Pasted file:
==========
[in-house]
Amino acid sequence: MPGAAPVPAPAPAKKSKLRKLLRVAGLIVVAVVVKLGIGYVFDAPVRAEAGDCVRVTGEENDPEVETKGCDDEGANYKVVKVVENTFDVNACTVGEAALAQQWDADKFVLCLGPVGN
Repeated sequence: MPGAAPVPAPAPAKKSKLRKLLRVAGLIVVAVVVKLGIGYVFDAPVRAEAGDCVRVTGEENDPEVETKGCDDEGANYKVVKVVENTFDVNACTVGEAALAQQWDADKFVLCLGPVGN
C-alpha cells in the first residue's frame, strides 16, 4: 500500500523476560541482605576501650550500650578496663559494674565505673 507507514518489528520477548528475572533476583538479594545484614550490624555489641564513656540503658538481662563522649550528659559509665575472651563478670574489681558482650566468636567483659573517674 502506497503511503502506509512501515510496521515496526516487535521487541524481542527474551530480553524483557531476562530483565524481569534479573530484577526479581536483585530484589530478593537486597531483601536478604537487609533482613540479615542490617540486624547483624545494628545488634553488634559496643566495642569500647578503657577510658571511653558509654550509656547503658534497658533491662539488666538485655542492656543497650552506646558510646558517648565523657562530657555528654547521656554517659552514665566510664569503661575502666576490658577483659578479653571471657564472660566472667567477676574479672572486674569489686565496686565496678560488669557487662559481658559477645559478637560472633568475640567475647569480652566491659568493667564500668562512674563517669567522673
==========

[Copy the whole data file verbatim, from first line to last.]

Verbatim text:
[in-house]
Amino acid sequence: MPGAAPVPAPAPAKKSKLRKLLRVAGLIVVAVVVKLGIGYVFDAPVRAEAGDCVRVTGEENDPEVETKGCDDEGANYKVVKVVENTFDVNACTVGEAALAQQWDADKFVLCLGPVGN
Repeated sequence: MPGAAPVPAPAPAKKSKLRKLLRVAGLIVVAVVVKLGIGYVFDAPVRAEAGDCVRVTGEENDPEVETKGCDDEGANYKVVKVVENTFDVNACTVGEAALAQQWDADKFVLCLGPVGN
C-alpha cells in the first residue's frame, strides 16, 4: 500500500523476560541482605576501650550500650578496663559494674565505673 507507514518489528520477548528475572533476583538479594545484614550490624555489641564513656540503658538481662563522649550528659559509665575472651563478670574489681558482650566468636567483659573517674 502506497503511503502506509512501515510496521515496526516487535521487541524481542527474551530480553524483557531476562530483565524481569534479573530484577526479581536483585530484589530478593537486597531483601536478604537487609533482613540479615542490617540486624547483624545494628545488634553488634559496643566495642569500647578503657577510658571511653558509654550509656547503658534497658533491662539488666538485655542492656543497650552506646558510646558517648565523657562530657555528654547521656554517659552514665566510664569503661575502666576490658577483659578479653571471657564472660566472667567477676574479672572486674569489686565496686565496678560488669557487662559481658559477645559478637560472633568475640567475647569480652566491659568493667564500668562512674563517669567522673